Advanced process control in FCC and hydrocracking units
Implementation of advanced process control of two major units produced significant savings with short payback times
GRZEGORZ OLESZCZUK and MARTA DYLEWSKA
Honeywell Advanced Solutions
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Given the competitive and cost pressures facing refineries, solutions to boost company profits and reduce expenses are highly sought after. Advanced process control (APC) in this respect is among the most attractive solutions. Through process optimisation, APC not only delivers and often exceeds expectations for cost savings and productivity gains, but does so with relatively little outlay. Few technological changes in the units addressed are required, and there is no need to invest in new equipment.
Nevertheless, this should not diminish the importance of the implementation and the expertise required. The fact that APC does not require the investment or disruption associated with other options does not mean it is simpler. For every quick win there are complex problems that must be overcome. Two aspects are of particular note. First, the APC should reflect current market conditions for product margins, feed costs and other variables to ensure the process is effectively optimised. Second, empirical models should underpin the solution by employing step tests and real-world observations of plant responses. Results from solutions relying on analytical models of the process will invariably deliver disappointing results.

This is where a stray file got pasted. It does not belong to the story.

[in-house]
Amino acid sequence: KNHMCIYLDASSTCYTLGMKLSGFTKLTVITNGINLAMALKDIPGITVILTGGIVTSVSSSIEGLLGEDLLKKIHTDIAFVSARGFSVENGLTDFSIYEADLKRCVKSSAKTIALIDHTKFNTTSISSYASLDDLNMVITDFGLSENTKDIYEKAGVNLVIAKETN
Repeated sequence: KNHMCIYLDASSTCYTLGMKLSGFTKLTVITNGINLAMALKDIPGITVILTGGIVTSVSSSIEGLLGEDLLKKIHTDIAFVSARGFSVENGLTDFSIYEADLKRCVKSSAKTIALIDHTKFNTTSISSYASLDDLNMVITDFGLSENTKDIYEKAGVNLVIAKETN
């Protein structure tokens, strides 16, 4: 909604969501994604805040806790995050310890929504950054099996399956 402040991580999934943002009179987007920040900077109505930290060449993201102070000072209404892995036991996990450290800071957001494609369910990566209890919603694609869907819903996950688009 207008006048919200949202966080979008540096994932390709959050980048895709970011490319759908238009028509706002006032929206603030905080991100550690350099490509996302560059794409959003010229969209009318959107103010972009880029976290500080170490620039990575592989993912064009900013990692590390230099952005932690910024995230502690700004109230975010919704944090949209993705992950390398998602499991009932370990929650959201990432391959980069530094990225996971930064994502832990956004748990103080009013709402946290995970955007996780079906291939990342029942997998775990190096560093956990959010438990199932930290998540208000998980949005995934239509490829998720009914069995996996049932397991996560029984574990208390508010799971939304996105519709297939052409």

Two APC applications implemented at PKN Orlen in Plock, Poland, in 2013 illustrate these points. The refinery, Central Europe’s biggest, chose the hydrocracker and fluid catalytic cracking (FCC) units to act as pilot schemes with a view to implementation of APC throughout the group.
“We need to continuously improve our already high production standards, so we decided to undertake a production optimization program for the whole group. Advanced process control is one of the main components, because it impacts the production results very quickly and positively,” said Krystian Pater, Member of the Management Board for Production at PKN Orlen.
Both projects used Honeywell’s Profit Suite of APC and optimisation applications. The key software, Profit Controller, reads process data from the existing control system and, based on the process model and its range control algorithm (RCA), sends optimum set point values back to the control system.
Three types of inputs and outputs are used:
• Controlled variables (CV) which are usually process values (such as qualities, flows, temperatures and pressures) that must be kept in safe and optimal ranges